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Cinderalla (Susan Elkin reviews)

Cinderella 3 stars

Nottingham Playhouse

Photo: Pamela Raith.

I saw this show at a matinee along with the biggest school party I’ve ever seen and every one of them was in the mood for a whooping good time. At times the noise drowned dialogue and songs although it must have been a treat for the cast to play to such a receptive audience. It has to be said, though, that perhaps the script should have been adjusted for this crowd because most of the cleverer jokes and puns went over their heads and fell flat.

John Elkington has masses of Dame experience and he plays Rose with flair and neat comic timing. He and Tom Hopcroft, as Violet, the second younger sister play well off each other too, each with  a specific personality.

A number of things made this pantomime better than some. There several songs known to all the children present so, invited or not, they joined in and it felt very inclusive. And you can’t get more traditional than a quick, slick round of “If I were not upon the stage a policeman I would be …” presented as entertainment at the ball.

A rather engaging “scary” (not) ghost sequence with ultra-violet light and disembodied arms apparently moving on their own was such fun that the conventional ghost scene after it seemed lack-lustre.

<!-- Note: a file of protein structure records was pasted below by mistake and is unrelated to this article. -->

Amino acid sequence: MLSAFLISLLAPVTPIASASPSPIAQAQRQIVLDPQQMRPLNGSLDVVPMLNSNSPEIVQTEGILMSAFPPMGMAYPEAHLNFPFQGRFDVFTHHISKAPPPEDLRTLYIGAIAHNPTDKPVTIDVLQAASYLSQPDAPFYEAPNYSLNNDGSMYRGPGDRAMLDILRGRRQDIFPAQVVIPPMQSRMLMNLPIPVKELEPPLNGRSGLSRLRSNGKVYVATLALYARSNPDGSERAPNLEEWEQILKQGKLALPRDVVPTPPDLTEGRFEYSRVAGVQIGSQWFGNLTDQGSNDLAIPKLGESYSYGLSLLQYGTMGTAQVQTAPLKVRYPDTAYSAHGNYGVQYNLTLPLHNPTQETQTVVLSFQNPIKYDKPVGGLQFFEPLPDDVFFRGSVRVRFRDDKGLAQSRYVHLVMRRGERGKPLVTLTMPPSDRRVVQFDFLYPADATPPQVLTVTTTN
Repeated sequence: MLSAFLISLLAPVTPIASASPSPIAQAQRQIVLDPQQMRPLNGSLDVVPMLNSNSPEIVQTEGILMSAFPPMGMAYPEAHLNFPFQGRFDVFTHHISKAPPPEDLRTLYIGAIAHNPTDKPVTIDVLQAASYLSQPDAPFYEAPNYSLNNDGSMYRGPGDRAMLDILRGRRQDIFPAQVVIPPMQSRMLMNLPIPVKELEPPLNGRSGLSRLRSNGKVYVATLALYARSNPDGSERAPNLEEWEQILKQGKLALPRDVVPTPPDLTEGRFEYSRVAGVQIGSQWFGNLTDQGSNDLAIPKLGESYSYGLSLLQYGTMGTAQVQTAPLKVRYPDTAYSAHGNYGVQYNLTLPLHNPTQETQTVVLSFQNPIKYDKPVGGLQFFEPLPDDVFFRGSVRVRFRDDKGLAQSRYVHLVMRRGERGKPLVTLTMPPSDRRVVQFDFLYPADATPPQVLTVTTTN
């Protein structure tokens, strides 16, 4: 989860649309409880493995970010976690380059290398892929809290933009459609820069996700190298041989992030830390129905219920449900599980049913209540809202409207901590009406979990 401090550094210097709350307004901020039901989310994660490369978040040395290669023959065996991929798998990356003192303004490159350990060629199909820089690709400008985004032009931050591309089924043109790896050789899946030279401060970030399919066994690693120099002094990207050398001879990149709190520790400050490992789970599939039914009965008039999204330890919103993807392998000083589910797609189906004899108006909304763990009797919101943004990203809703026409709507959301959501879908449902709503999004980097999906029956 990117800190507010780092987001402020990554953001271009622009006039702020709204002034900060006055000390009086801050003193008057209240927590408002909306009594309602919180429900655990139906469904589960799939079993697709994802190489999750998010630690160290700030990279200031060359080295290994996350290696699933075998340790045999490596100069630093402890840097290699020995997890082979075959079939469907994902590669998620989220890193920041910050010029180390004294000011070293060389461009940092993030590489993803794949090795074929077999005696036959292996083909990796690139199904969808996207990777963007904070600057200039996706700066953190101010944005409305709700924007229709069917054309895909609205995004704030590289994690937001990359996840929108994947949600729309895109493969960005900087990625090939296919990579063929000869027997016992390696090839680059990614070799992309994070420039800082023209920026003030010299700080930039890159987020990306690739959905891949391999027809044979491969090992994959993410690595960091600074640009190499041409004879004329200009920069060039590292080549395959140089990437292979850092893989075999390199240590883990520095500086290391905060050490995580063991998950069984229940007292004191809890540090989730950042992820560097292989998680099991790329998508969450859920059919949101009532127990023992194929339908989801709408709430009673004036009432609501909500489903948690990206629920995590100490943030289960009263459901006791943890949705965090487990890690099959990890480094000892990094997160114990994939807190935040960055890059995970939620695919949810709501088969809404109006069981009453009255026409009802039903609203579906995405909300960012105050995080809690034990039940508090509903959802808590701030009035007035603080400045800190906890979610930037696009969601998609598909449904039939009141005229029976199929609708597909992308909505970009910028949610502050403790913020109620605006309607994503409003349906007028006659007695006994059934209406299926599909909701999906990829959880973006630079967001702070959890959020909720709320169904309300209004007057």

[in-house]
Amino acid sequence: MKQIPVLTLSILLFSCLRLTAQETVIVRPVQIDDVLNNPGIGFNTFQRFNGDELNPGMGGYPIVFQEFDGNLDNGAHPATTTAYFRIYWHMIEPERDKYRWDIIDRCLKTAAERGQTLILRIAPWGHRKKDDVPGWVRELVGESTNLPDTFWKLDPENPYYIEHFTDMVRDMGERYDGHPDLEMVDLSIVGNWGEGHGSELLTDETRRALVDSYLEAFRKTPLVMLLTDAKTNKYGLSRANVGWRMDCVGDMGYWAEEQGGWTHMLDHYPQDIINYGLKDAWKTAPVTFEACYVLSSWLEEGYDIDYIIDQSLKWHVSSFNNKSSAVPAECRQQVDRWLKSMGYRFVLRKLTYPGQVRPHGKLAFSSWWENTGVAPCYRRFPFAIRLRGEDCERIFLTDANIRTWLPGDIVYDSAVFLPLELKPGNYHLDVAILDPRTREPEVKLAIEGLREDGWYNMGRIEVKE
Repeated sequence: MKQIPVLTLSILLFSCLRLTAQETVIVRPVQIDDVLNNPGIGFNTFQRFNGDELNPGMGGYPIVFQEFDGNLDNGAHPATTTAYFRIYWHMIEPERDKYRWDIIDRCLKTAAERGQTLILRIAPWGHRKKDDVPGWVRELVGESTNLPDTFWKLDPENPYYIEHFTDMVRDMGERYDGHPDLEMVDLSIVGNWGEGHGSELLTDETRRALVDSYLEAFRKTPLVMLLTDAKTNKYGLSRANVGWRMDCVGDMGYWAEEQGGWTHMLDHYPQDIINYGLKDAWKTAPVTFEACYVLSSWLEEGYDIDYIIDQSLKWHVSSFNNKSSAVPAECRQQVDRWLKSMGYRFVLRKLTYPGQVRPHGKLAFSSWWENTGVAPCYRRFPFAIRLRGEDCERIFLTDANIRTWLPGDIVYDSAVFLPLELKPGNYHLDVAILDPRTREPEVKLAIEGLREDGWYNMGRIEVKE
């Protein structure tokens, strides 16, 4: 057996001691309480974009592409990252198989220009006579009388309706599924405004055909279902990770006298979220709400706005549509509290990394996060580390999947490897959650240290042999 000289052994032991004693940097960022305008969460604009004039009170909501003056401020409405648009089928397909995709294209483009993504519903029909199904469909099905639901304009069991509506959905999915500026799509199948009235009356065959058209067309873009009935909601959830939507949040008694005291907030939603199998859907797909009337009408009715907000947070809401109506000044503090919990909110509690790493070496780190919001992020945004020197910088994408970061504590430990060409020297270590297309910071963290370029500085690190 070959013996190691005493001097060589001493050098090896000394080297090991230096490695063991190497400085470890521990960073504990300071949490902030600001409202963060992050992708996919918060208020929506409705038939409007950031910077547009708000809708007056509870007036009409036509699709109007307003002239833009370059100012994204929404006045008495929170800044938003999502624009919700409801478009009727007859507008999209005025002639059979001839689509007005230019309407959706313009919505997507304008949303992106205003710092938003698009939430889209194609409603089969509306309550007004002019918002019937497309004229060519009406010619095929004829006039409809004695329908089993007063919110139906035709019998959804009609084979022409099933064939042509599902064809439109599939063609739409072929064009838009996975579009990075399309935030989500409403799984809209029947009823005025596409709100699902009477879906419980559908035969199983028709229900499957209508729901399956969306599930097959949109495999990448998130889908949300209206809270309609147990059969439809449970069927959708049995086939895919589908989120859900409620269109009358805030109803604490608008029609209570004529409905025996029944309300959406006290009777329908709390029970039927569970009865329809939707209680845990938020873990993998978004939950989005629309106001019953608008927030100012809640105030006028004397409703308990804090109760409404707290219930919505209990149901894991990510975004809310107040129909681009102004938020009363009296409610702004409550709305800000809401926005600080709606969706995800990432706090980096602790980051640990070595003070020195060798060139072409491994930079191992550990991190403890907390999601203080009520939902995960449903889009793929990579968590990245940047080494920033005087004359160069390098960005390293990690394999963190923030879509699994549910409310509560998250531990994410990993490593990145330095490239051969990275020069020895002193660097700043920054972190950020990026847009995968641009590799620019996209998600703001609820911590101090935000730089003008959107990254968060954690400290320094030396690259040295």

The  use of a chorus of woodland animals with gorgeous masks is a nice touch and the model flying horse which pulls the coach to the ball and actually achieves lift off is good. Design is by Cleo Pettit and includes an attractive stained glass window-inspired stage frame with lots of glowing pumpkins, There was also a good comedy scene in which Hopcroft plays with the follow spot.

I was amused at the momentary horror when a chunk was hacked off a foot to make it fit the slipper. It seemed gross and rare in Panto. In fact it is straight out of Perrault (1628-1703) who wrote the original pre-Disney, pre-panto story which is much more gruesome than the sanitised version we’re used to,

There are some strong performances in this show. Jewelle Hutchinson delights as Cinderella – all sweetness and dignity. She has a fine singing voice too. So does Alice Redmond who doubles the Fairy Godmother (all soft vowels) with the cackling RP-speaking step mother. Danny Hendrix holds the audience well as Buttons and when he eventually presses his “Big Golden Button” – well it’s a spontaneous applause moment.


Author information
Susan Elkin Susan Elkin is an education journalist, author and former secondary teacher of English. She was Education and Training Editor at The Stage from 2005 - 2016
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